After months of back-and-forth over marijuana legalization legislation, New Jersey Gov. Phil Murphy and leaders in the NJ legislature claim to have reached a broad agreement. In a press release on March 12, 2019, the governor, alongside Senate President Steve Sweeney, Assembly Speaker Craig Coughlin and others announced the text of a bill to legalize cannabis for adult use will be released “in the coming days.”
Lawmakers stated the bill will establish a system to expedite expungement of prior low-level marijuana convictions and also create a “virtual expungement process” that would prevent marijuana offenses from affecting education, housing, and occupational licensing.
“It will address enormous social injustice in our system,” Murphy said. “And while that appears to be under the justice category, it has enormous implications for both the individuals who are finally freed from this prior charge but also for the rest of us. The economic impact, the societal impact, not just on those individuals, but on the rest of us, is potentially enormous.”
A vote could come as soon as March 25, 2019.
Unless the final bill includes details that make the NJ expungement process faster and simpler, those with past marijuana convictions will still face significant hurdles. Firstly, the expungement process is complicated and includes multiple steps and mountains of paperwork—one single mistake can result in an application being denied. The state receives about 10,000 expungement applications per year, a number that is certain to rise dramatically once the bill is signed into law. While there are no specific data, it is estimated that only a small percentage of expungement applications are granted.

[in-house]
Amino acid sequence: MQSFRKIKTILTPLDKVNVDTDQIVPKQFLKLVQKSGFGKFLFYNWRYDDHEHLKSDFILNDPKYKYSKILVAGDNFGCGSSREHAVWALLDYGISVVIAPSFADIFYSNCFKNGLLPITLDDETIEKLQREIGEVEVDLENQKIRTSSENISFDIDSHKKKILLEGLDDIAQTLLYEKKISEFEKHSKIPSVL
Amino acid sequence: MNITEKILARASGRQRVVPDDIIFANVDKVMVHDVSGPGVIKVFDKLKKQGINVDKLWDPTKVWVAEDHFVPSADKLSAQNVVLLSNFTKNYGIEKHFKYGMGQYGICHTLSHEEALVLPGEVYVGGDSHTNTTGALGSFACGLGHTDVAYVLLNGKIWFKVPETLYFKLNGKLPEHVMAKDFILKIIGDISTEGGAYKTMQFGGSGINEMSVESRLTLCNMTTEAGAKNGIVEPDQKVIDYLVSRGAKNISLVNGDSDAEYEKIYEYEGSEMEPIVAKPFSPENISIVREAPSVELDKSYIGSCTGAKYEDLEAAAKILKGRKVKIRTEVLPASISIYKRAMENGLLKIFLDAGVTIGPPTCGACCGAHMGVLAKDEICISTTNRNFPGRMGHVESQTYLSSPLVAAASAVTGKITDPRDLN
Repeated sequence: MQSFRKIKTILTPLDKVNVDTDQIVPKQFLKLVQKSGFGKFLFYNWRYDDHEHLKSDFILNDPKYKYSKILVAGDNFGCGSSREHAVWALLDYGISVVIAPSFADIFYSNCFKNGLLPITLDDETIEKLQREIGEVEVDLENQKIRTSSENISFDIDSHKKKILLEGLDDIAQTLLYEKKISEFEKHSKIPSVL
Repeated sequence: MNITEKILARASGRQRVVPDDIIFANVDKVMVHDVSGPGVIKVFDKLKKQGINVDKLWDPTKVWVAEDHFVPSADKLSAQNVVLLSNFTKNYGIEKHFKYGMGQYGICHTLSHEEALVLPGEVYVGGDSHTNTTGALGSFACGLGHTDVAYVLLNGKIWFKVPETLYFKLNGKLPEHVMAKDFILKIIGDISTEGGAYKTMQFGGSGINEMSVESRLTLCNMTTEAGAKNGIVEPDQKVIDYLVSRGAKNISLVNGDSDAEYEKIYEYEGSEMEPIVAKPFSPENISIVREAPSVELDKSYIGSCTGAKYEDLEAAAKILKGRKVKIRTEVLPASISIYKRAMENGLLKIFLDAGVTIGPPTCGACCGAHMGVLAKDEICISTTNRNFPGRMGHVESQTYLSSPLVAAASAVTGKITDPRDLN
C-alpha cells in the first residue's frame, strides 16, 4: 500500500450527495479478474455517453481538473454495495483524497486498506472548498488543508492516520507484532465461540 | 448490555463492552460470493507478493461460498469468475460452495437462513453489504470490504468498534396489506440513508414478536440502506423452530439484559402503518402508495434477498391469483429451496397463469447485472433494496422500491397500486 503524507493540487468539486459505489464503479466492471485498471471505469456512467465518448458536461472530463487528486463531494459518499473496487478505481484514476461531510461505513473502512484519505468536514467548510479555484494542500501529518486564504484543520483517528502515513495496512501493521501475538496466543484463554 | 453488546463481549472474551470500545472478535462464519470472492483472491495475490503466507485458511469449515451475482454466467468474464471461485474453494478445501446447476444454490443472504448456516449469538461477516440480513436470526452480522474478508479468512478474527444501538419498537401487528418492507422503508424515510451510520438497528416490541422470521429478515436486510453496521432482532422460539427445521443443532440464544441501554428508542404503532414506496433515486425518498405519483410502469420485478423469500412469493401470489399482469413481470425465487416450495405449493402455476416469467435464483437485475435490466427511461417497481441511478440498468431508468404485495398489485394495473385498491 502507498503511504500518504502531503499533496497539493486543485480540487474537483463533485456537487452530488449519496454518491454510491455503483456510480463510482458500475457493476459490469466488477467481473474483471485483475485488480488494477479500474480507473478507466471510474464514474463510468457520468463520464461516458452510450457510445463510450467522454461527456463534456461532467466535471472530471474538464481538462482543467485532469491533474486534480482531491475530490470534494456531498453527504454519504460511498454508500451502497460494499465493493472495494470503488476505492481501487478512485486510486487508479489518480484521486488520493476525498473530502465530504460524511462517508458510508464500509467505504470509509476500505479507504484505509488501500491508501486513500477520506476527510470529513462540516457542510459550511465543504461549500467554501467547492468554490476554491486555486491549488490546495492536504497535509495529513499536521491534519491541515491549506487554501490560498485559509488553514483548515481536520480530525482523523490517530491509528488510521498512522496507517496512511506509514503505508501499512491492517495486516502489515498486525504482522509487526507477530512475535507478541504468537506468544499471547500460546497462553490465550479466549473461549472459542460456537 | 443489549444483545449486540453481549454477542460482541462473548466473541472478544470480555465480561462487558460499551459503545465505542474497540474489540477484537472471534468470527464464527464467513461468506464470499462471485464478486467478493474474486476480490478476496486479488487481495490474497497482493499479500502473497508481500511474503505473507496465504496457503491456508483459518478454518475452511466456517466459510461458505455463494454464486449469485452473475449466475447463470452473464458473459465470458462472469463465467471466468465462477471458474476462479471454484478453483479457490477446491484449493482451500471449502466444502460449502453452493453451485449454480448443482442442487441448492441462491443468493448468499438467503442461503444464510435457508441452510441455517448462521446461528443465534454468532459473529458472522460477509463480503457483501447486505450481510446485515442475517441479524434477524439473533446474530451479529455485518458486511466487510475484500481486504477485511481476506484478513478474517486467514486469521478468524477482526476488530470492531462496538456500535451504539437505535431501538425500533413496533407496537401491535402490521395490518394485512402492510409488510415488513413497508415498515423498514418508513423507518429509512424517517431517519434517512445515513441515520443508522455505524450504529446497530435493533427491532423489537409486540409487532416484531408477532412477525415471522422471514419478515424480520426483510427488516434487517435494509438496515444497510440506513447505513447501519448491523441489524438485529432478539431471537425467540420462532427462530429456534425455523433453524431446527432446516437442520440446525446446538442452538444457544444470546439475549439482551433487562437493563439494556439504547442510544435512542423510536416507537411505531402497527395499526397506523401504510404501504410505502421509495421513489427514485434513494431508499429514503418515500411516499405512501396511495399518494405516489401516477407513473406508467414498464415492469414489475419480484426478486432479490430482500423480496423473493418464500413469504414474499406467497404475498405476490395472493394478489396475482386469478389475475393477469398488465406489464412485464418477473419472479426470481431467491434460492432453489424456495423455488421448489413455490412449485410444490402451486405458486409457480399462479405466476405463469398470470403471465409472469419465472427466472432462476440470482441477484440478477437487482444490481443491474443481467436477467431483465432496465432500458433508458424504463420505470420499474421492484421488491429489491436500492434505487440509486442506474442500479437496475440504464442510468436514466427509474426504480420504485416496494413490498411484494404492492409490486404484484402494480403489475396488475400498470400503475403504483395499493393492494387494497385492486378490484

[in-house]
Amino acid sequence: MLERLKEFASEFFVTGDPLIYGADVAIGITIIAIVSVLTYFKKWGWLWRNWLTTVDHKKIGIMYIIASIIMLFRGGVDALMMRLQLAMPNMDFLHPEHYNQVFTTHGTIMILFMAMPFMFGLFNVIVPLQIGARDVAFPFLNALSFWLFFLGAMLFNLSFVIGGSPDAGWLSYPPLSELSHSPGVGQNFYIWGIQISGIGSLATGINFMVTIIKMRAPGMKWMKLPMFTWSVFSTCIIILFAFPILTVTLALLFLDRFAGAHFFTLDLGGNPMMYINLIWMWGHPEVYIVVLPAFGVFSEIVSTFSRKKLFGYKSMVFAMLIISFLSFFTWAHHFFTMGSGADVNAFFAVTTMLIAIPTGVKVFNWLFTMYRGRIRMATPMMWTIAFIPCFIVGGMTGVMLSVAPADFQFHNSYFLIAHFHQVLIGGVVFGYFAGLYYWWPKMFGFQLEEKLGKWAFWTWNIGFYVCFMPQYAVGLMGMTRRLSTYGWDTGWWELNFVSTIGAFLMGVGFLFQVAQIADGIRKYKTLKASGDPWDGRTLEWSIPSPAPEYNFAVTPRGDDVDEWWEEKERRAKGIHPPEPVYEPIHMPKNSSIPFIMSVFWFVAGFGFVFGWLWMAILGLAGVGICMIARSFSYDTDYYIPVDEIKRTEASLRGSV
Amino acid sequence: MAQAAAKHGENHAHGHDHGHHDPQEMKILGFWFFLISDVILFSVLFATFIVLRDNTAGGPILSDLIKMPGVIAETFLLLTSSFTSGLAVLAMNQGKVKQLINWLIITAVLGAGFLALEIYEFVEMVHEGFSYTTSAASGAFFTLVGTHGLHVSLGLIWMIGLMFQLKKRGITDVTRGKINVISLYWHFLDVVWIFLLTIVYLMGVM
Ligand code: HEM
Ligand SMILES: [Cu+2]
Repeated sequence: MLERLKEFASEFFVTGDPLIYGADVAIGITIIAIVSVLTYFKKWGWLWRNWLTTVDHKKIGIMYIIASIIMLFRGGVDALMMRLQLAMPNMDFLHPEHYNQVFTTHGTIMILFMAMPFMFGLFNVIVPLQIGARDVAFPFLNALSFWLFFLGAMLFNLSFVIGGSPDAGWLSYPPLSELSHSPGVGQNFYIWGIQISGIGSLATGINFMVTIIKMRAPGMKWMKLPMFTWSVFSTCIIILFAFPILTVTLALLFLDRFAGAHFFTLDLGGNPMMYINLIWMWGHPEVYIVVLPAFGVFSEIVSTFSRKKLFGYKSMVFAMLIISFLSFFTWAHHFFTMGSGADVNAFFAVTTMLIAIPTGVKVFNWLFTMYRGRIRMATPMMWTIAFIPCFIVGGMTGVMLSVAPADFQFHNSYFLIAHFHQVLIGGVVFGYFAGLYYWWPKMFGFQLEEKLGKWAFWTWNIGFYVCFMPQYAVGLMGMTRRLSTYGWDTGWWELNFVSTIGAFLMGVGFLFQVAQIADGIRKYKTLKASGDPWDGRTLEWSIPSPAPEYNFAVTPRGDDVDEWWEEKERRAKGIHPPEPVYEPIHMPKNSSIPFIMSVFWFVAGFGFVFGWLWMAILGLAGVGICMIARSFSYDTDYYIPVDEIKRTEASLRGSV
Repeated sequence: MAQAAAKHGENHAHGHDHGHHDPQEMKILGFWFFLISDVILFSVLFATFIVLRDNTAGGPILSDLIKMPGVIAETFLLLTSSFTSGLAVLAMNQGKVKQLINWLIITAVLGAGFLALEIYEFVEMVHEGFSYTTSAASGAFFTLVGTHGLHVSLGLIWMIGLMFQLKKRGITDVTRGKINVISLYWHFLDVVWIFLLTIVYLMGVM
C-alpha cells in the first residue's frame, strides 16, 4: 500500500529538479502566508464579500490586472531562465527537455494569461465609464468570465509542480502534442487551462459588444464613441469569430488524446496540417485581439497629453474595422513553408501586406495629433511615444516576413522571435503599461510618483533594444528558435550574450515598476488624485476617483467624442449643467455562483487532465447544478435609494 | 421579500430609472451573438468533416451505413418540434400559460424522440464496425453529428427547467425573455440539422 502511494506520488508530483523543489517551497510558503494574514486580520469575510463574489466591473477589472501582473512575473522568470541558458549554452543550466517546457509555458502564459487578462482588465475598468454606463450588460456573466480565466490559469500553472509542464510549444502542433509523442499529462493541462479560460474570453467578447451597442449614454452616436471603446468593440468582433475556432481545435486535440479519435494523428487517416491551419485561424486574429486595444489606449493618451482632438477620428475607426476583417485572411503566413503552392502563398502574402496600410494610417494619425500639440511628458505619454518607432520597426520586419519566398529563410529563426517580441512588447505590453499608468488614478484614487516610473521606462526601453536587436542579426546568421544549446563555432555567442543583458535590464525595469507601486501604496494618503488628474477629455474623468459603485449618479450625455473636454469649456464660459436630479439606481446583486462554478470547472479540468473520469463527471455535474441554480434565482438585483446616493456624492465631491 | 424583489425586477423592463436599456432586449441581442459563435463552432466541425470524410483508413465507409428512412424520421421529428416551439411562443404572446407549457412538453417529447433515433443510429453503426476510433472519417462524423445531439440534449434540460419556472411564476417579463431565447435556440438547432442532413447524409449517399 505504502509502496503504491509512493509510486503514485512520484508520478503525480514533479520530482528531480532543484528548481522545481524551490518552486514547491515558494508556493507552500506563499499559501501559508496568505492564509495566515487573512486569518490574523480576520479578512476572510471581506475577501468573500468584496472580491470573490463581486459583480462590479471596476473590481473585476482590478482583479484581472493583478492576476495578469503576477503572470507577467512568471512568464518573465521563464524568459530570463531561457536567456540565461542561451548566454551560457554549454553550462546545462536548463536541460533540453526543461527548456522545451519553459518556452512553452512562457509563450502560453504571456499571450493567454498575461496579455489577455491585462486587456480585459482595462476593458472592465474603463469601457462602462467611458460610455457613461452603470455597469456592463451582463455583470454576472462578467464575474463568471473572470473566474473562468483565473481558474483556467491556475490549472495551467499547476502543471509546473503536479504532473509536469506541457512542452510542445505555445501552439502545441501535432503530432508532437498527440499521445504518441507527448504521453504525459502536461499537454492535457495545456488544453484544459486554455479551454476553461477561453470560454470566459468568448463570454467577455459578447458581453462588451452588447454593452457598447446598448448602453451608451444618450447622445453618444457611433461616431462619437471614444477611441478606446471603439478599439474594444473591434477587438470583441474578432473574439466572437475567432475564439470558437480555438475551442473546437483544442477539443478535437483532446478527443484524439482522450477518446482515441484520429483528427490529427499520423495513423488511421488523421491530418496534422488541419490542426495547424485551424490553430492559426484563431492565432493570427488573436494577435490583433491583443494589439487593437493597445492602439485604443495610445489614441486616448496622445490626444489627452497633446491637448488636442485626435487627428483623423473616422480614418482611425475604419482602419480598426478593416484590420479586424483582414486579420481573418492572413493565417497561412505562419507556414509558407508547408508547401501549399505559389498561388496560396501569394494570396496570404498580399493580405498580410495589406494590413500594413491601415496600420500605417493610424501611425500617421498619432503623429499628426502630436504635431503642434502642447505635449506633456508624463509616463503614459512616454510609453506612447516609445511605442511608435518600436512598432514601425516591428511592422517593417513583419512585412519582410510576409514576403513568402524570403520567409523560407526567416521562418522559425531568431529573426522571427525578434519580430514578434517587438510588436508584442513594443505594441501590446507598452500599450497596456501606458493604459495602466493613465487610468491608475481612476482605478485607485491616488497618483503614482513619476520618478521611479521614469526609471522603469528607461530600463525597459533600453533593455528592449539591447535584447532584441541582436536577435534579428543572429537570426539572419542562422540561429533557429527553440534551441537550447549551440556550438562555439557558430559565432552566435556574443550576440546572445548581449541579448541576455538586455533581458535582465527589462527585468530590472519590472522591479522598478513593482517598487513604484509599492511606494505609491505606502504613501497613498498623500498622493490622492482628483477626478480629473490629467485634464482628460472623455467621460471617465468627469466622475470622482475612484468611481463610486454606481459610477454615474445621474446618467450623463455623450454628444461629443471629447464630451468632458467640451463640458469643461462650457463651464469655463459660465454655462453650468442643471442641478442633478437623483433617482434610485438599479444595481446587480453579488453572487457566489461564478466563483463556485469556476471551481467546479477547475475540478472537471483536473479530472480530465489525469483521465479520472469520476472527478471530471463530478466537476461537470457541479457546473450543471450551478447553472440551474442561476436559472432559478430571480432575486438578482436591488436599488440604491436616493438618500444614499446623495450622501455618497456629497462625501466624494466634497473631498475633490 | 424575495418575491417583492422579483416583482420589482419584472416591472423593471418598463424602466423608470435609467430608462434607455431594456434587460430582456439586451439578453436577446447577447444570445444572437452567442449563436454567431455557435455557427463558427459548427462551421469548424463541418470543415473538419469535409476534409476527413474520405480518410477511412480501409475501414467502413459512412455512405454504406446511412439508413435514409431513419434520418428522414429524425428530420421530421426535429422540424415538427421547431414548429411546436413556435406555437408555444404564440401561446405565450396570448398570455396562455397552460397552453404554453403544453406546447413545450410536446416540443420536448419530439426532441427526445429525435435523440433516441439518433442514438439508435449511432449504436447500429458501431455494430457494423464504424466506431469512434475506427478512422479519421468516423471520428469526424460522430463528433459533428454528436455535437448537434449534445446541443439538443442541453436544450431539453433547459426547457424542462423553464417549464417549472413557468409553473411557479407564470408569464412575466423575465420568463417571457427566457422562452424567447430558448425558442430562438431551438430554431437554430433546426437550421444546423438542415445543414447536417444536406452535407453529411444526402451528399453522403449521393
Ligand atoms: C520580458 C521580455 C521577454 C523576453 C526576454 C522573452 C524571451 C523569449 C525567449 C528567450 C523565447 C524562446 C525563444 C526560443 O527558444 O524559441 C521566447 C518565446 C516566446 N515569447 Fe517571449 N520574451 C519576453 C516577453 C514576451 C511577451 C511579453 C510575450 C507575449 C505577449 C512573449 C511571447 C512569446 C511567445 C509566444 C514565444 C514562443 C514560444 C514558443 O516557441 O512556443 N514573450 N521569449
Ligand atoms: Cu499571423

The governor and both state legislative chambers have favored legalization but tangled over details such as how to handle clearing records of marijuana convictions and how much to tax marijuana sales.
“Legalizing adult-use marijuana is a monumental step to reducing disparities in our criminal justice system,” Murphy said. “After months of hard work and thoughtful negotiations, I’m thrilled to announce an agreement with my partners in the Legislature on the broad outlines of adult-use marijuana legislation.”
Murphy had initially called for a steeper tax rate than his counterparts in the legislature but settled on an agreement to tax cannabis by weight, rather than by price. Under the upcoming bill, there will be a $42 per ounce excise tax as well as additional local taxes for municipalities that opt to allow manufacturers, wholesalers, or retailers. The governor estimated an additional $60 million in tax revenue as a result, which was included in his 2020 budget proposal earlier this month.
If you or someone you love has been convicted of marijuana-related crimes or any other criminal offense in New Jersey, reach out to an experienced attorney to find out what your options are. The lawyers of the Rosenblum Law are skilled defense and expungement attorneys with experience helping people put the mistakes of the past behind them. Email Rosenblum Law or call 888-815-3649 today for a free consultation about your case.